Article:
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Taylor Haynes

Republican candidate for governor Taylor Haynes calls himself a "strict constitutionalist" and wants almost all federal land in Wyoming transferred to the state.

Taylor Haynes knows that he shares much of his platform with several other candidates in this year’s GOP primary for governor of Wyoming: push back against alleged unconstitutional behavior by the federal government, including its management of public lands and environmental regulations.

But, Haynes said, he was the original proponent of these ideas.

“I made that a safe platform in Wyoming,” said Haynes, who also ran for governor in 2010 and 2014.

Fellow perennial candidate for higher office Rex Rammell, a Rock Springs veterinarian, shares a very similar platform as Haynes. Both want to see the transfer of nearly all federal land in Wyoming to state control.

A third candidate, Cheyenne attorney Harriet Hageman, has focused on what she calls inappropriate and sometimes illegal federal overreach in Wyoming. But Hageman, a water law attorney who has previously worked on behalf of the State of Wyoming, has not called for the wholesale transfer of federal land or taken the more radical positions promoted by Haynes and Rammell on other issues.

Haynes announced his candidacy last month in Riverton, and in an interview with the Star-Tribune he outlined a “strict constitutional platform” that would solve Wyoming’s $850 million budget deficit by asserting control over federal land in the state and receiving the benefit of 100 percent of royalties from mining on that land. Royalties are currently split between the state and federal government.

Haynes claimed that the federal government is aware that they do not own any public lands in Wyoming and will readily turn them over if the state insists.

“You just enforce it,” he said. “The state has jurisdiction.”

Rammell has said that if necessary, as governor he would order state police to arrest any federal employees who remain on public land in the state after demanding its transfer. But Haynes would not entertain the possibility that the federal government would decline Wyoming’s request to turn over that land and said he was not interested in “confrontation.”

Haynes also suggested that the judicial system in the United States, including the U.S. Supreme Court, does not have the authority to determine which laws are constitutional. They do.

A retired urologist who now operates a ranch near Laramie and runs a healthcare insurance processing company, Haynes said that improving the state’s education system and economy are also top priorities.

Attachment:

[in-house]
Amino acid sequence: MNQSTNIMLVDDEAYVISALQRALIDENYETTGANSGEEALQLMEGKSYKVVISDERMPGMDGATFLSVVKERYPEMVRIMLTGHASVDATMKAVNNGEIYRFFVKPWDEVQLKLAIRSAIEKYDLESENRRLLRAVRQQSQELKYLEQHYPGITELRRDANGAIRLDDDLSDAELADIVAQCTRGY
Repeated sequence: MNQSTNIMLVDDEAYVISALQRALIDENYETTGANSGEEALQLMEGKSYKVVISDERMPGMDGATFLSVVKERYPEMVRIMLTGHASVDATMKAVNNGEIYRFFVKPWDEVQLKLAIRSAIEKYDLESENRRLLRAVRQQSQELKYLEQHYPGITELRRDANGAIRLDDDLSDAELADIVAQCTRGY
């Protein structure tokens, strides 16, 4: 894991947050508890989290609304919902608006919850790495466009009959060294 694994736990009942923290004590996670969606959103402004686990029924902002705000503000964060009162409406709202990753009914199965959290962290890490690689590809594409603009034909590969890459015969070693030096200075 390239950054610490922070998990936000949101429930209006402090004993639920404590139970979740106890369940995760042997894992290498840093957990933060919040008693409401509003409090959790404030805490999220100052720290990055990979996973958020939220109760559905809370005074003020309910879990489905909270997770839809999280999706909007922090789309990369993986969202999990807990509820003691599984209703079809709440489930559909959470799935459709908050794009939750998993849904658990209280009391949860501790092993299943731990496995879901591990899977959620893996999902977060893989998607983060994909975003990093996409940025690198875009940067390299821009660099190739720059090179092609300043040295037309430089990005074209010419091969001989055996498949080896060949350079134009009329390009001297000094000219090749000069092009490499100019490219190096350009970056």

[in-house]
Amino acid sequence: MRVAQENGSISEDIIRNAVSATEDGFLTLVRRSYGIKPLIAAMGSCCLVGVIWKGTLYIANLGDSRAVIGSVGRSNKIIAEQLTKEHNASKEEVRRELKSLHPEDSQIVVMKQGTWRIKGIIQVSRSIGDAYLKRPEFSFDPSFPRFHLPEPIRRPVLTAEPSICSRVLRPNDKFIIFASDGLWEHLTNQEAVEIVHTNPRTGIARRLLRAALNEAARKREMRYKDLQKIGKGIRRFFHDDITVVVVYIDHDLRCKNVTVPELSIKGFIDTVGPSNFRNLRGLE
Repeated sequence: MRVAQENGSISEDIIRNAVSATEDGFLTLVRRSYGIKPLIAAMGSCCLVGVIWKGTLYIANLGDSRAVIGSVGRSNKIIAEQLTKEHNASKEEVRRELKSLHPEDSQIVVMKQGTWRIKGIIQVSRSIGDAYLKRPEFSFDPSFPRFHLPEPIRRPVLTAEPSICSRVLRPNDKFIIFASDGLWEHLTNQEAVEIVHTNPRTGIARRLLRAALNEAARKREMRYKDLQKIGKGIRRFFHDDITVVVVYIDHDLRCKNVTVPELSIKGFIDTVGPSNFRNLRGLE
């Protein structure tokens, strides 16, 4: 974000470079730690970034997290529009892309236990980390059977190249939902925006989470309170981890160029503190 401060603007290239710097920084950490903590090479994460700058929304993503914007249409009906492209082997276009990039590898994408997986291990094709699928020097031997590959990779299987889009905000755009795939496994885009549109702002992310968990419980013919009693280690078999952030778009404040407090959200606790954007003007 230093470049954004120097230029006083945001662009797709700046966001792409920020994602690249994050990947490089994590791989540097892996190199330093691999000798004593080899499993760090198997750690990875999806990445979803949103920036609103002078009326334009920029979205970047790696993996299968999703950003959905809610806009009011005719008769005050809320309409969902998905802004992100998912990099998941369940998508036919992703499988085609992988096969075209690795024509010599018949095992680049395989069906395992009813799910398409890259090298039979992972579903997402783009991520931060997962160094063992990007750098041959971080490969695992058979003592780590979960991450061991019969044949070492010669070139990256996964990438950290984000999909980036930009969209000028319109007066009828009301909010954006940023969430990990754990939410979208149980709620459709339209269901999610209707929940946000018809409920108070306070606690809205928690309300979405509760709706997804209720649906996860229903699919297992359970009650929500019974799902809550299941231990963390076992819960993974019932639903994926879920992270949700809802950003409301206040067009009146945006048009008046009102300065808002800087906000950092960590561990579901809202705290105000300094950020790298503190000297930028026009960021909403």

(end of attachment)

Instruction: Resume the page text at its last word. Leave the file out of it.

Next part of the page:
“We have a pretty good tax structure and a nice place to live, so why aren’t we overrun with companies wanting to come here?” Haynes said.

Haynes said he wanted information technology taught to every public school student in the state in order to create a workforce that can serve the technology industry. He also wants high school students to be able to select a college or vocational track.

As for the short-term budget crunch facing the Legislature this year, Haynes said he would support the temporary use of reserve funds to cover education costs and government operations before Wyoming sees the increase in revenue that he said will result from taking control of the land.

Hageman, Haynes and Rammell join Sheridan businessman and political novice Bill Dahlin in the Republican primary for governor. Former state representative Mary Throne is the only Democrat currently in the race. Other possible contenders on the Republican side include State Treasurer Mark Gordon and House Speaker Steve Harshman, R-Casper.

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Secretary of State Ed Murray announced last month that he would not run for governor after two women accused him of sexual misconduct. Murray denied one of the allegations and said he did not recall the other incident, both of which the women claim occurred during the 1980s.

Haynes’ 2010 campaign was as a write-in candidate, and he garnered just under 14,000 votes. But in 2014, when he ran against incumbent Gov. Matt Mead and Superintendent of Public Instruction Cindy Hill, Haynes came second in the Republican field with over 30 percent of the vote.

He made waves during that race with the suggestion that he would open Yellowstone National Park to drilling. But in his interview with the Star-Tribune, Haynes said the federal government could retain management of parks and monuments.

Since then, he said he has been working with the Legislature on the issue of public lands, working to craft legislation that would help enable the process.

Tangibly speaking, Haynes said that if he is elected and able to put his platform in place, state residents will see easier access to their public lands and that those lands will never be sold or transferred from the state.

“You’d see your property taxes freeze and eventually you’d see them go down and you’d also see more access to the forest and the lands,” Haynes said. “Those are things you’d see in your day to day life without really knowing or caring who the governor is.”

Correction: A previous version of this article incorrectly stated the city in which Haynes announced his candidacy.

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